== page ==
The first one was expected and as several of the favourites had done so far, she did not disappoint her supporters. Clarisse AGBEGNENOU (FRA) was the overwhelming favourite, but her shoulders were broad and strong enough to carry the flag during the opening ceremony and this burden here today at the Nippon Budokan.
Encouraged by her team, she did not tremble when it came to winning against the same opponent who had defeated her five years ago in Rio, the reigning Olympic champion, Tina TRSTENJAK (SLO), who has passed the flag to Clarisse now. This time the result is different, to the great pleasure of the French delegation which, after four days, has won their fourth medal. This is a good overall performance. There was a little scent of revenge for Clarisse, but a beautiful and respectful revenge as only sport can offer.
In the men's category, a lot of athletes who had been performing well for months had high expectations, without one or the other really standing out from the crowd in an indisputable way. It was finally the Japanese NAGASE who added a medal to the wallet of the host country, as obvious continuity to what has taken place since the start of the Olympic tournament.
In the -81kg, many hoped for a feat from Saeid Mollaei, now representing Mongolia and the 2018 world champion was present and performed, reaching his best level. Mr. Marius Vizer, IJF President said, "The story of Saeid is incredible. Two years ago, his world collapsed here in Tokyo during the World Championships and we were the witnesses of that. But we decided as a united family to stand next to him and to support him. Today's results proves that we took the correct decision to defend his rights and his will to be a free man as well as an athlete."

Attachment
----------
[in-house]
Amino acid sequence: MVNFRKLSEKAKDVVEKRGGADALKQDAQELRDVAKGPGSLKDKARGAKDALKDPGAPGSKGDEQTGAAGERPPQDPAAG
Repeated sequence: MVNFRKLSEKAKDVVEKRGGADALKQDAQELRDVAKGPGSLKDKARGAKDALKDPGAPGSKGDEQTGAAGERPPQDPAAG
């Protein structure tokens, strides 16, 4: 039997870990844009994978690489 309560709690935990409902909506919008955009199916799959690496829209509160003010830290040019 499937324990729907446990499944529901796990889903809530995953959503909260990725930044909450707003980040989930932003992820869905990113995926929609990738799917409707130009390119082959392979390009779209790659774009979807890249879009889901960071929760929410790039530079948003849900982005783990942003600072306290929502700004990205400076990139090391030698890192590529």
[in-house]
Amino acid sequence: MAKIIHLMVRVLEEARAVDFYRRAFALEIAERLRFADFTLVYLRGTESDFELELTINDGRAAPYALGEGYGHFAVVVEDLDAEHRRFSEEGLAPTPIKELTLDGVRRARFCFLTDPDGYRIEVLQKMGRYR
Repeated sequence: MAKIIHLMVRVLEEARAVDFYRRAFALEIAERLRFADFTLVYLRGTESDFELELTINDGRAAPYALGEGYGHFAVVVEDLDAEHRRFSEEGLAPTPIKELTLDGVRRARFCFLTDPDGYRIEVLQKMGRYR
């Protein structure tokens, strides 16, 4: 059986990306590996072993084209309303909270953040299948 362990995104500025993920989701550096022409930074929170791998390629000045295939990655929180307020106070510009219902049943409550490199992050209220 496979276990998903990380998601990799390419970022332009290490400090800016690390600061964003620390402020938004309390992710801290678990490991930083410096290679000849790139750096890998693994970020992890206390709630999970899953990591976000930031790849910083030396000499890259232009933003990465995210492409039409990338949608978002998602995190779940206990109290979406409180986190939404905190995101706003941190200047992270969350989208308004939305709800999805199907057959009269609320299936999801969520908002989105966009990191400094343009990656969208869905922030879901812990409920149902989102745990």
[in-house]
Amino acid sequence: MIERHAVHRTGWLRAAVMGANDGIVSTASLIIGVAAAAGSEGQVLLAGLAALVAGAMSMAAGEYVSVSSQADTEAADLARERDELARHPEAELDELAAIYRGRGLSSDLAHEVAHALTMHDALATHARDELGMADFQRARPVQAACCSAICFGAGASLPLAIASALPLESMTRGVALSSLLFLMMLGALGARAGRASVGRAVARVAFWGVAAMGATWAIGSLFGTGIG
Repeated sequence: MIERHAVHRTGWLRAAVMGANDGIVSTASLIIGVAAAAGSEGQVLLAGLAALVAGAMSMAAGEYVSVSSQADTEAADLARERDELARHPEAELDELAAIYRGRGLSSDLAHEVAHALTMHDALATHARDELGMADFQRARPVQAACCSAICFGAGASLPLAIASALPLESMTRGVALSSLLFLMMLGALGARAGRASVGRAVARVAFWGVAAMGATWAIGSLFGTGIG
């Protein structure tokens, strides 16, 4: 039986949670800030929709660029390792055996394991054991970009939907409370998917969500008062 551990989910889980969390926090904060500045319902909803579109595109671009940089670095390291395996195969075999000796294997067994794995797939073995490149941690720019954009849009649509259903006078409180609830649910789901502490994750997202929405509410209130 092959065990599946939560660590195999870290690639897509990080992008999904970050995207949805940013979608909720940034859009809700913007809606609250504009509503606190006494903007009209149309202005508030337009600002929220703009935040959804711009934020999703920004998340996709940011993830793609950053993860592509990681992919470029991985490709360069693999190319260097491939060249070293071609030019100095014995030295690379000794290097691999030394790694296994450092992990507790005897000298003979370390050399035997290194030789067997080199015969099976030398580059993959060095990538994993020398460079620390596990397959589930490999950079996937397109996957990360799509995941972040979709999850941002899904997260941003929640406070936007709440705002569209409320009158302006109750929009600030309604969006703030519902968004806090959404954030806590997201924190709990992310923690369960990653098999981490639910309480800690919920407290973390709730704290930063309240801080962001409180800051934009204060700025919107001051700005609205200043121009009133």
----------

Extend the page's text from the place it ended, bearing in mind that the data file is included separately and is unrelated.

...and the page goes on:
Tomorrow will be the fifth day of competition and we are expecting more incredible judo. Two categories will be in action: the women's -70kg and the men's -90kg.
-63kg: AGBEGNENOU's Revenge to Win GOLD Final AGBEGNENOU, Clarisse (FRA) vs TRSTENJAK, Tina (SLO)
The fact is that a match between Clarisse AGBEGNENOU (FRA) and Tina TRSTENJAK (SLO) is not something uncommon since the two athletes dominated the category over the past few years. The fact is also that this is a rematch of the 2016 Rio Olympic Games final. Would TRSTENJAK be able to steal the title again or would AGBEGNENOU finally reach the summit of Olympus?
The first in action with a dangerous seoi-nage was TRSTENJAK, an attack perfectly controlled by the French, who was then close to strangling her opponent, but for a powerful and determined escape. The rest of the match was alike, TRSTENJAK attacking always before AGBEGNENOU, to push her to be penalised and she was penalised, but then it was TRSTENJAK's turn to receive two shido for false attacks. In golden score, AGBEGNENOU eventually concluded a perfect competition day by throwing the best opponent. Five years ago, in the same configuration, Clarisse lost, but this time the story is different and both competitors looked happy at the end. One for winning and the other for watching the joy of the first.
Clarisse Agbegnenou said, "I’m doing some new things now, such as boxing and yoga, to help me to improve different aspects of my judo. It paid off. Now I’m going to take time to enjoy my medals, because I haven’t since Budapest. After that I will take a long break."
Tina TRSTENJAK said, "It is a great day after 5 hard years. I wanted the gold medal but, hey, this is the Olympic Games. Silver is great!"